It’s now common to find dual rear cameras on most phones, but the U12+ has twin cameras on the front, too. Both front-facing cameras have 8-megapixels with f/2.0 aperture. The second camera is there just for assisting portrait mode photos.
Both the front and rear cameras take fantastic photos. They’re not as contrasty as shots from the Pixel 2, but shots are sharp, have good dynamic range, and aren’t oversaturated. The camera’s also fast to launch, autofocus, and shoot.
Like many flagship phones, the U12+ can shoot portrait-style photos — HTC calls it “Bokeh mode” — with blurred backgrounds with both the back and front cameras.
I took a few selfies and the cameras did a decent job separating the foreground from the background. See for yourself how it compares with the Pixel 2 XL’s portrait mode.
And here’s a comparison with the front-facing cameras:
Drop the gimmicks
Over a thousand words into this review and I haven’t even gotten to the specs and performance. And that’s on purpose because it’s nothing particularly special.
The fact is, the U12+ is as fast as any other 2018 Android flagship. It has a Qualcomm Snapdragon 845 chip, 6GB of RAM, 64GB or 128GB of internal storage (expandable up to 2TB via microSD card), and a 3,500 mAh battery. And the phone runs on Android 8.0 Oreo with HTC’s own Sense skin.
I wish there was more to say, but there really isn’t. The U12+ is speedy, animations are fluid, and apps open quickly and stay suspended in the memory well.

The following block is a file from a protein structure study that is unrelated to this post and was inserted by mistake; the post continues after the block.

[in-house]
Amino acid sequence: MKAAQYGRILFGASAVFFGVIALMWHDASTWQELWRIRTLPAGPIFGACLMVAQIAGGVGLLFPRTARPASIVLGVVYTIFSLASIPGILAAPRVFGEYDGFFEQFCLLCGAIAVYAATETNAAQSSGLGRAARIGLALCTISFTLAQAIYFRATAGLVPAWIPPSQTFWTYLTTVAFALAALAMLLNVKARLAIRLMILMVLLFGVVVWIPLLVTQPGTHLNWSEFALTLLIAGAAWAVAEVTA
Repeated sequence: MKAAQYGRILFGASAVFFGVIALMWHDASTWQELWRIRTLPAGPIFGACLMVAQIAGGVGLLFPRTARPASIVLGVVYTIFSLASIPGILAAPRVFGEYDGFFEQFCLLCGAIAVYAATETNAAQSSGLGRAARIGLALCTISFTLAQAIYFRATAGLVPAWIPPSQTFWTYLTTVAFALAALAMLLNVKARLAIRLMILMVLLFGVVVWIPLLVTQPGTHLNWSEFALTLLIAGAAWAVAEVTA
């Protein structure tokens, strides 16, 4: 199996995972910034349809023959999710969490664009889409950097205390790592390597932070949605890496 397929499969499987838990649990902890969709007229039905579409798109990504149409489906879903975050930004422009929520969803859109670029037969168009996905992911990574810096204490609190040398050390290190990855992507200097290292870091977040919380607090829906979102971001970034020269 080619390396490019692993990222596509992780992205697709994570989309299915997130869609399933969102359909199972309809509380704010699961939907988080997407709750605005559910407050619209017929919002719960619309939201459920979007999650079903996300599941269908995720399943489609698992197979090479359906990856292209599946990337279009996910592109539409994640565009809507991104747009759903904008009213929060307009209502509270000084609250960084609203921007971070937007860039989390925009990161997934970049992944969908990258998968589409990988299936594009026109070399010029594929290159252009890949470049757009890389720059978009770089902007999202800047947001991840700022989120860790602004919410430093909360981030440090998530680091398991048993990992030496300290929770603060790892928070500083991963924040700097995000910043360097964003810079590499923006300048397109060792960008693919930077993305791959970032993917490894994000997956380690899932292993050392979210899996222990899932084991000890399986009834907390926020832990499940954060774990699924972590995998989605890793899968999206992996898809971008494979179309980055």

Battery life is where the U12+ really falls short. A 3,500 mAh battery is generous by most standards, but the phone always drained quickly. It’s a big phone with a big battery so I expected it to last a day and a half, but it barely made it from morning to evening.
It’s no secret HTC’s been struggling for years. The company’s phones are no longer the must-haves they once were. These days, Samsung, Huawei, OnePlus, and even Google are making the Android phones everyone lusts for. They have the best of everything for a complete package.
There are legitimate things to appreciate on the U12+, but like LG, the company’s glory days are long behind it. If there’s any company that HTC could learn a lesson from, it’s OnePlus. Next time build a great, gimmick-free phone and sell it at hundreds less than Samsung or Apple. People will flock.